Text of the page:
I’m a writer. I love to write! When I was little, I always said that I was going to grow up to be a teacher and a writer. Thanks to many wonderful teaching positions and this blog (and a few other ones 🙂 ), I’ve managed to meet both of these goals. As I’ve seen, heard, and discussed over the years, some people feel more comfortable writing on paper. Others prefer a device. I’ve always chosen the latter. As my fingers touch the keyboard, the words play aloud in my head, and these are what appear on the screen for all of you to read (with always some editing done in the end). I tell you this because as fast as I am at typing, and as much as I like to feel my fingers on the keys, I have a confession to make: I compose almost all of my emails on my iPad using Siri. I don’t need to: I could type them out. But often, especially when I get home from school, I’m trying to do a couple of things at the same time. With Siri, I can have my hands in use and still manage to “write” at the same time. I never send off any of these emails without re-reading them first, adding in punctuation, and correcting spelling and grammatical errors, but even this editing time, saves me time. And I have to say that I really like this Siri option. I organize my thoughts better aloud, but I love to write: now I can do both at the same time. The ideas are all mine. The editing is all mine. The final, composed email is all mine. But this writing is done primarily with my voice, so is this “writing?”
I was thinking more about this yesterday as I was conferencing with some of my students during Writer’s Workshop. A small group of students were working on the iPads using the My Story App. They were happily creating their own comic strips involving worms and snakes. When I went over to sit with the three students, I saw one of them click on Siri, and record a line for his story. When he pressed, “Done,” he looked down, read what Siri typed, and said, “Oh no! It made a mistake. I said, ‘Ha ha, you fell.’ It wrote, ‘Are you fell.'” Then he went and made the correction. In the meantime, another student noticed what this first student was doing with Siri, and asked him how it worked. He showed the student how Siri worked, and that’s when this other student found a quiet area in the classroom, and made his own recording. As he was walking back to the table, I noticed him reading aloud what he wrote and correcting his sentence. That’s when I recorded this video.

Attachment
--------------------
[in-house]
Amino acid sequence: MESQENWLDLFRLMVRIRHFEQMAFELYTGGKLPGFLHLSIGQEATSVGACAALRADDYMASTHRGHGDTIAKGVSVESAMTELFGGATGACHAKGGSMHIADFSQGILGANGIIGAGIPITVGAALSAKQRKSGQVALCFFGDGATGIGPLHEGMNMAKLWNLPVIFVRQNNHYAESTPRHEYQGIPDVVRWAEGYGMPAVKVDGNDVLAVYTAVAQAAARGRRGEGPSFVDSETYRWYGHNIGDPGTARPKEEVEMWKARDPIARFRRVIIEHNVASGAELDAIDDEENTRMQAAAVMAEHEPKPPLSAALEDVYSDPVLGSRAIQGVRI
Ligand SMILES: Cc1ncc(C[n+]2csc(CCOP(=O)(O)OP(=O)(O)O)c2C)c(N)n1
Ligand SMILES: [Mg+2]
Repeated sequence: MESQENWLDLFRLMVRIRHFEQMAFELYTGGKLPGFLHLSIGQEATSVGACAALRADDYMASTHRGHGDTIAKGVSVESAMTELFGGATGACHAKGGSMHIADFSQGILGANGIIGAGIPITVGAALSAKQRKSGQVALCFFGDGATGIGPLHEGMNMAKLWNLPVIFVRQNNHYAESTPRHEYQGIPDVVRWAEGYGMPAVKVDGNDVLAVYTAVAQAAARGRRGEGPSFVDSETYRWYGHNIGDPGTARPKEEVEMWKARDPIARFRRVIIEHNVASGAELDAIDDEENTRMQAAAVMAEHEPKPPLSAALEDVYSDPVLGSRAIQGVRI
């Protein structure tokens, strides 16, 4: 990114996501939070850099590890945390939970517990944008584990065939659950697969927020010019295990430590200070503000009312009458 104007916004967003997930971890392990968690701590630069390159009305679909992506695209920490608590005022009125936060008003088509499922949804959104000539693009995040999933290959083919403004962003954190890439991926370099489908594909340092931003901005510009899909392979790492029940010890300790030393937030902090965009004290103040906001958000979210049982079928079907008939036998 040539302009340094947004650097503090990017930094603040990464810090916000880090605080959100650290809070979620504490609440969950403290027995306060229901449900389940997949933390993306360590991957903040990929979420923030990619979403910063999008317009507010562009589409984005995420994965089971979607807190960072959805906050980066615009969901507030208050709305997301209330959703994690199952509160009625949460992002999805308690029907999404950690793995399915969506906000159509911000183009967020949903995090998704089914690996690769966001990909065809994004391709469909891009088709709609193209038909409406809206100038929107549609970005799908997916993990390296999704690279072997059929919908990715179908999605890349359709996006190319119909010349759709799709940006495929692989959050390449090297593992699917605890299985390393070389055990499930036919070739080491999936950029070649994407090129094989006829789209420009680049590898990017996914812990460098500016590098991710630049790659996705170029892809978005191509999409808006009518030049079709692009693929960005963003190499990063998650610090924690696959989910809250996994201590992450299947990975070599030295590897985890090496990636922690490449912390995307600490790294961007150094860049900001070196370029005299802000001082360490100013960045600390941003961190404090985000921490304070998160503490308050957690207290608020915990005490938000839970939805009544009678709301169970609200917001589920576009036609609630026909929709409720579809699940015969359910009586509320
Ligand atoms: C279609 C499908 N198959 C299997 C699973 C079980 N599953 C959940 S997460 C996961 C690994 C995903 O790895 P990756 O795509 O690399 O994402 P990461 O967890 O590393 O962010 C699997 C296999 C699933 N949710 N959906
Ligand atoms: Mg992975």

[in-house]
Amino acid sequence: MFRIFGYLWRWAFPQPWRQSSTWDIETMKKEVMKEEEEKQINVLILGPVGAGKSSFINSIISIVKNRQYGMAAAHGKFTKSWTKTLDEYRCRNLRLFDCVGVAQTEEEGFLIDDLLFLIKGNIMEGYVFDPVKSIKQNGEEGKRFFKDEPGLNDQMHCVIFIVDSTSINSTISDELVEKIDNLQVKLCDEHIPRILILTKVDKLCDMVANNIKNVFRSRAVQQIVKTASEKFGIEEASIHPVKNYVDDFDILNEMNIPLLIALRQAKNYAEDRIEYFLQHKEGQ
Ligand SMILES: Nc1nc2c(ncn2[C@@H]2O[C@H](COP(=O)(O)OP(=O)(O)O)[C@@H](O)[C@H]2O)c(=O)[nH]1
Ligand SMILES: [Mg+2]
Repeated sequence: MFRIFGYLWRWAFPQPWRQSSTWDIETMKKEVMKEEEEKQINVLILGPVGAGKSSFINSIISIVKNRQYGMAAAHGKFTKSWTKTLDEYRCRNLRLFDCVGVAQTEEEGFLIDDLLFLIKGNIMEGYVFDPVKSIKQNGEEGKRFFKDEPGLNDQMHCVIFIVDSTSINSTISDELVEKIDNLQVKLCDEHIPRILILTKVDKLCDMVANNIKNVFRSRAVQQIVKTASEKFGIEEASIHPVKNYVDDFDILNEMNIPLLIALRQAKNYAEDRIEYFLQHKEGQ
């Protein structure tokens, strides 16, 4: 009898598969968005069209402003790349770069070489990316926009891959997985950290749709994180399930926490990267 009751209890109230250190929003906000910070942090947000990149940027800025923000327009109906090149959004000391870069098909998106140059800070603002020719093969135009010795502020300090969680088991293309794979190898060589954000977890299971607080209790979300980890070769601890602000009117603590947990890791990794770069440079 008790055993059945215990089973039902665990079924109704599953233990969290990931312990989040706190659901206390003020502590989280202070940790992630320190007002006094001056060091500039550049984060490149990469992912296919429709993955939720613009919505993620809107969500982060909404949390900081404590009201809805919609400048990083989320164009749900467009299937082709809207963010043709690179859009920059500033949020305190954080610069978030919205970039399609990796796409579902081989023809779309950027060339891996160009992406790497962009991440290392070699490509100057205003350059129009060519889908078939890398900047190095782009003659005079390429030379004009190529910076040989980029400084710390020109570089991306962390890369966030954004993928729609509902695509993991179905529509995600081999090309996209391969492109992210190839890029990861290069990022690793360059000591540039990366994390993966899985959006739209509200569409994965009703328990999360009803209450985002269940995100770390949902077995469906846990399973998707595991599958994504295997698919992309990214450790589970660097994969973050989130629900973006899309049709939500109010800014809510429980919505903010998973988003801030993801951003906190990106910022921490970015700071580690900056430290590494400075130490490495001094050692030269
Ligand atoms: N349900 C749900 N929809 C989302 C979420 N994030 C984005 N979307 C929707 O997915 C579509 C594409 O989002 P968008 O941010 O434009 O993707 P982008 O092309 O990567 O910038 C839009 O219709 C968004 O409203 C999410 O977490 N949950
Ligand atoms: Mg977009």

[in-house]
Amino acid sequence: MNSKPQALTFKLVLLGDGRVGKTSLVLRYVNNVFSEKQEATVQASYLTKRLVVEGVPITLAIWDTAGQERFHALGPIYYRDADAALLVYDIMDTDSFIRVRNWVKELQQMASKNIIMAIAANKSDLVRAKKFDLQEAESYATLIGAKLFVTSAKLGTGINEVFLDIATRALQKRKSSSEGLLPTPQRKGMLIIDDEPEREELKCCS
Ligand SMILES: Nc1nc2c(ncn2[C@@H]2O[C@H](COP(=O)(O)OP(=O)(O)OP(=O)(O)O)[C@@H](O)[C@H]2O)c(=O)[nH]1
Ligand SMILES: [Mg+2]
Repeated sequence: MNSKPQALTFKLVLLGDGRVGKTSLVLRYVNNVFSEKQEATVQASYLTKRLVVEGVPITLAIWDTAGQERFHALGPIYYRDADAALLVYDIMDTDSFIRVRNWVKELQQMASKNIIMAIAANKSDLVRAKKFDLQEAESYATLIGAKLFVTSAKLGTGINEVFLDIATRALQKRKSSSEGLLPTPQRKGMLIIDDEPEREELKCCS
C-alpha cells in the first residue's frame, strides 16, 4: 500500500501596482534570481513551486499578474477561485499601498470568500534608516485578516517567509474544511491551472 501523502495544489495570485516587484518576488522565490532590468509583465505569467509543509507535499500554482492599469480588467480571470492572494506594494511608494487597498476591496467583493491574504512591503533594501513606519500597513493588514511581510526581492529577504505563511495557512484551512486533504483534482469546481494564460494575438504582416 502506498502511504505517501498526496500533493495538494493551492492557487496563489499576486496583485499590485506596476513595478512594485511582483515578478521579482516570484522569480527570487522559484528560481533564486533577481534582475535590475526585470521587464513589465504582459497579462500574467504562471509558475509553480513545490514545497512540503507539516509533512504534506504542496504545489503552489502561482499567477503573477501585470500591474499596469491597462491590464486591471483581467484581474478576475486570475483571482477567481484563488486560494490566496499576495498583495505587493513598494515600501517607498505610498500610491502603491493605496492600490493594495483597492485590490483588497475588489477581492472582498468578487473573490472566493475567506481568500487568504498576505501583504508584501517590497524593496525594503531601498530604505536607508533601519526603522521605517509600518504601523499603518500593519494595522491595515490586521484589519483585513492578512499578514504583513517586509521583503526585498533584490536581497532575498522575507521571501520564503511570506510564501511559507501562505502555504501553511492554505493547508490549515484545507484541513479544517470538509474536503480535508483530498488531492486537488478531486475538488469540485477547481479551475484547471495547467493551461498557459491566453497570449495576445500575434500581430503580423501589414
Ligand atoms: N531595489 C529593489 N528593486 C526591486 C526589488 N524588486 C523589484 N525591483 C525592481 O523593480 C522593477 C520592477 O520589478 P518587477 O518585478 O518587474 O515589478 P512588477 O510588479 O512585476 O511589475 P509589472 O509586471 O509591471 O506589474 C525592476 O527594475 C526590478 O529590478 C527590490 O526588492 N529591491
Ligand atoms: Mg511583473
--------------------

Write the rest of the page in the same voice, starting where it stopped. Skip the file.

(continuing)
While both students had the iPad do part of the “physical writing” for them, they also read and edited their work on their own, as well as developed all of their own ideas. So again, is this “writing?”
I’ve never shown my students how to use Siri before. A couple of students saw the microphone, tried it out, and now use it periodically. Not all of their writing is done in this way. When I think though of Grade 1’s that may have many more ideas in their head than what they can get down on paper, I can’t help but wonder the benefits of an application like Siri. This application is also forcing the students to read their writing and make corrections: seeing that even technology isn’t perfect, and there’s always value in editing our work. One could question the future impact: don’t students need to learn how to write without using technology? What if they rely too heavily on these kinds of applications? Over the years, I probably would have responded differently to these questions. Now I’d say that I use this same tool to compose emails. I know others that use it to write blog posts. There are even teachers out there that use assistive technology to write report card comments. Maybe technology and the applications that come with it are changing what writing looks like and how writing happens. As educators, administrators, and parents, how are we responding to these changes? What impact, if any, do these applications have on our teaching and/or assessment of curriculum expectations? I think writing is now about a lot more than just a pencil and a piece of paper. What do you think?